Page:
|Discussion of guns in schools more civil this year|
|Written by Wauneta Breeze|
|Wednesday, 05 March 2014 17:52|
Letter Back Home
By Senator Mark Christensen
This last week, the Judiciary Committee had the public hearing for my bill, LB879. The bill would give freedom to the governing body of any school to choose a security policy in their school that allows chosen employees who have taken 24 additional hours of training to carry a concealed handgun in their school.
I would like to highlight in this letter how this discussion this year seems to be a more balanced discussion than my first bill in 2011. I see this as encouraging as this debate continues.
LB516, from 2011, my first attempt to allow concealed carry of a handgun by administrators, teachers, and security personnel in a school, brought out almost hysterical arguments in opposition. I’m happy to say the conversations this time around have been mostly reasonable and constructive.
In my opening in the hearing I spoke of several states which allow it and others who are considering whether to allow concealed carry in schools.
For example, Utah has allowed any concealed carry permit holder to carry in schools for the past 14 years, without incident.
New Hampshire and Hawaii have no laws against it, and the Missouri Senate just passed SB613, which includes a provision allowing concealed carry by local choice.
But, the point I stressed to the committee is the vast differences in schools throughout Nebraska.
In the North Central, Western, and Southwestern parts of this state, response times to a school shooting could be 15 to 30 minutes, depending on where the closest law enforcement officer is located at the time the shooting occurs.
The potential harm could be devastating, without any ability for school employees and students to defend themselves.
Many rural schools do not have the finances to hire a full time resource officer, and law enforcement does not have the personnel to spare. A one-size-fits-all approach to school security does not make sense in Nebraska. Local control regarding school security is the direction I believe Nebraska should head.
I believe the idea is beginning to sink in that what is good for large schools in the eastern part of the state is not necessarily good for schools everywhere.
In fact, John Bonaiuto, with the Nebraska Association of School Boards, made it clear in the hearing that although the official position of the organization was opposed to LB879, that there were members in the western part of the state that see a potential need for such policy because of the vast differences in response times and resources.
During the hearing, I asked the committee that as a society, how should we respond to such senseless violence, like what happened at Millard South High School in Omaha, or a Columbine or Sandy Hook?
I said people tend to respond in three different ways, the way I see it. We either resign ourselves to the idea that, “this is just the way things are now” and do nothing; or we crack down by taking freedoms away, which usually affects law abiding people the most; or we give people more freedom to defend themselves.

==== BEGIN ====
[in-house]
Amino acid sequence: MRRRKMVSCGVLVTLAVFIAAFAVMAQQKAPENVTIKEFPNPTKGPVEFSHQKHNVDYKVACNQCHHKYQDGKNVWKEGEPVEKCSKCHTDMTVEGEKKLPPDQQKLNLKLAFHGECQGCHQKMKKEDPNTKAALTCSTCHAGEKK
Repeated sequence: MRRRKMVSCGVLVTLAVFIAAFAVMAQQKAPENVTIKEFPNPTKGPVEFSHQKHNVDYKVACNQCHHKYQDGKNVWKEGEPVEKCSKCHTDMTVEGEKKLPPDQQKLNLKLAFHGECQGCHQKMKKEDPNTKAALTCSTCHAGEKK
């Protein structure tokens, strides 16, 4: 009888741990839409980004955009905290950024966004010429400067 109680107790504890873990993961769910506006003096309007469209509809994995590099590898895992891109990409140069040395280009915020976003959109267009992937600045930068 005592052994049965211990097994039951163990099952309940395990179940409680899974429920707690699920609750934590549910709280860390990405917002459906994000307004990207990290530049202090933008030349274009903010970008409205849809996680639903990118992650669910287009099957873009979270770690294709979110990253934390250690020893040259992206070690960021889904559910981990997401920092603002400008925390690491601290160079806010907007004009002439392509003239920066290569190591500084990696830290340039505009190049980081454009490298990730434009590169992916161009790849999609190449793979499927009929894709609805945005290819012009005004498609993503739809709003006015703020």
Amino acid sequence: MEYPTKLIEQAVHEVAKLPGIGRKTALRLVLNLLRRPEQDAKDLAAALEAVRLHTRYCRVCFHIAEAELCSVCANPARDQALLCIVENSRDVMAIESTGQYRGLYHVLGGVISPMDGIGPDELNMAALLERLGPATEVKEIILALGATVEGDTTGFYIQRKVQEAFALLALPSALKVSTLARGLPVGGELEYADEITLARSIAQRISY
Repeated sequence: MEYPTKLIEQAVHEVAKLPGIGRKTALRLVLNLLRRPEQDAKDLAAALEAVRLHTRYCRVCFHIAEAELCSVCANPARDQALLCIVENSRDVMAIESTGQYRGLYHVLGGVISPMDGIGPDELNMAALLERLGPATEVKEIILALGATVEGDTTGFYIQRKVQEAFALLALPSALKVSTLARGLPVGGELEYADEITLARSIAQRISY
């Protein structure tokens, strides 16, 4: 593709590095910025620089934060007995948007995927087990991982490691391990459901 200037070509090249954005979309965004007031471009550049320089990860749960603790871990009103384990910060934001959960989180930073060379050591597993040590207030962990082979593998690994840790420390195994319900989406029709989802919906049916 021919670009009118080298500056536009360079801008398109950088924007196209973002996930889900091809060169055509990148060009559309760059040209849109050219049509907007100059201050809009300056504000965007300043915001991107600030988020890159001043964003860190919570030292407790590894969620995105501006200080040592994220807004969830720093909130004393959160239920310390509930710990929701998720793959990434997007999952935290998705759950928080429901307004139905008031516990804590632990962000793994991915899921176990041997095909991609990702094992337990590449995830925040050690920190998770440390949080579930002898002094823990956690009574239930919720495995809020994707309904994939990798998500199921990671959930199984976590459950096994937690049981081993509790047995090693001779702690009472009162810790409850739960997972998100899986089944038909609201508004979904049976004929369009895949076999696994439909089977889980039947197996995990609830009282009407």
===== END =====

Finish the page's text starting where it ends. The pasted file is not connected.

Most of you know that the latter is how I lean. I believe that the governing bodies of schools can handle the freedom and make wise choices in their schools and communities to take care of faculty and students.
Christensen said senators begin full-day debate with the completion of hearings on introduced bills. He said they will end the day at 4 p.m. for the next week or so to allow the Appropriations Committee time to work on the budget.
Water funding in budget
Christensen said $31.4 million is expected to be included in this year’s budget. That would be the most money ever that’s earmarked for water projects.
He said $11 million will go into a water cash reserve fund on an annual basis.
The other $21.4 million will be a one-time injection of funds from the state’s rainy day fund. This money will be used to pay for deferred natural resources districts’ projects across the state.
He speculated another $20 million will be needed next year to get all delayed projects completed.
He said LB 1074, that deals with groundwater sustainability, remains in committee but he expects it to come out with some revisions.
He said the bill will likely target sustainability over a 30-year period with 5-year and annual reviews on progress.
Christensen also explained why he did not prioritize LB 522, which would have compensated surface water irrigation districts for loss of water for compliance purposes.
He said any compensation would have come from the amount of money now budgeted for water projects. Because of that, he didn’t feel there was enough support to get the bill passed. “I’m the lone man standing on that one,” he said.
Tax relief efforts
As for tax relief, he said LB 96, which would exempt repair or replacement parts for commercial agricultural machinery and equipment from sales and use tax, is on final reading. He expects it to pass.
However, he didn’t know what would happen with a bill to move ag land valuations from 75 percent of market value to 65 percent.
He said doing that won’t solve property tax issues because the difference will have to be picked up on the residential and commercial side.
He favors putting more money into direct property tax relief by increasing the amount of money the state returns to counties.
In other action of interest, it appears the senators will approve approximately $3 million to buy a new state plane; Chamber’s bill to ban mountain lion hunting has moved to final reading; and another $27 million will fund additional renovation inside the state capital building.